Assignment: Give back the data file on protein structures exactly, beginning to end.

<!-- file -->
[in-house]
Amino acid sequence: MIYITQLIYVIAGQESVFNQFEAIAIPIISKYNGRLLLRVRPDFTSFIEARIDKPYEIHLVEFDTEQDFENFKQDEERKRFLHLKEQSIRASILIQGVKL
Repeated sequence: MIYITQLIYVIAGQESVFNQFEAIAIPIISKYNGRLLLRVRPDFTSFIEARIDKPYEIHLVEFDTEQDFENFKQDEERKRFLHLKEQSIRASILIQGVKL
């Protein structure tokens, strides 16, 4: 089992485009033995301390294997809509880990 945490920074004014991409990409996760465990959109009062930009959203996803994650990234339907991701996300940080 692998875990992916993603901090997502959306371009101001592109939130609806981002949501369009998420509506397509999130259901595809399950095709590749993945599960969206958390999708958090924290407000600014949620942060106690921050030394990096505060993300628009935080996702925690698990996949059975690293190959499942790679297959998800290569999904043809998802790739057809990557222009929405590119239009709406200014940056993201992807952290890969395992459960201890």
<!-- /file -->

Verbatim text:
[in-house]
Amino acid sequence: MIYITQLIYVIAGQESVFNQFEAIAIPIISKYNGRLLLRVRPDFTSFIEARIDKPYEIHLVEFDTEQDFENFKQDEERKRFLHLKEQSIRASILIQGVKL
Repeated sequence: MIYITQLIYVIAGQESVFNQFEAIAIPIISKYNGRLLLRVRPDFTSFIEARIDKPYEIHLVEFDTEQDFENFKQDEERKRFLHLKEQSIRASILIQGVKL
């Protein structure tokens, strides 16, 4: 089992485009033995301390294997809509880990 945490920074004014991409990409996760465990959109009062930009959203996803994650990234339907991701996300940080 692998875990992916993603901090997502959306371009101001592109939130609806981002949501369009998420509506397509999130259901595809399950095709590749993945599960969206958390999708958090924290407000600014949620942060106690921050030394990096505060993300628009935080996702925690698990996949059975690293190959499942790679297959998800290569999904043809998802790739057809990557222009929405590119239009709406200014940056993201992807952290890969395992459960201890």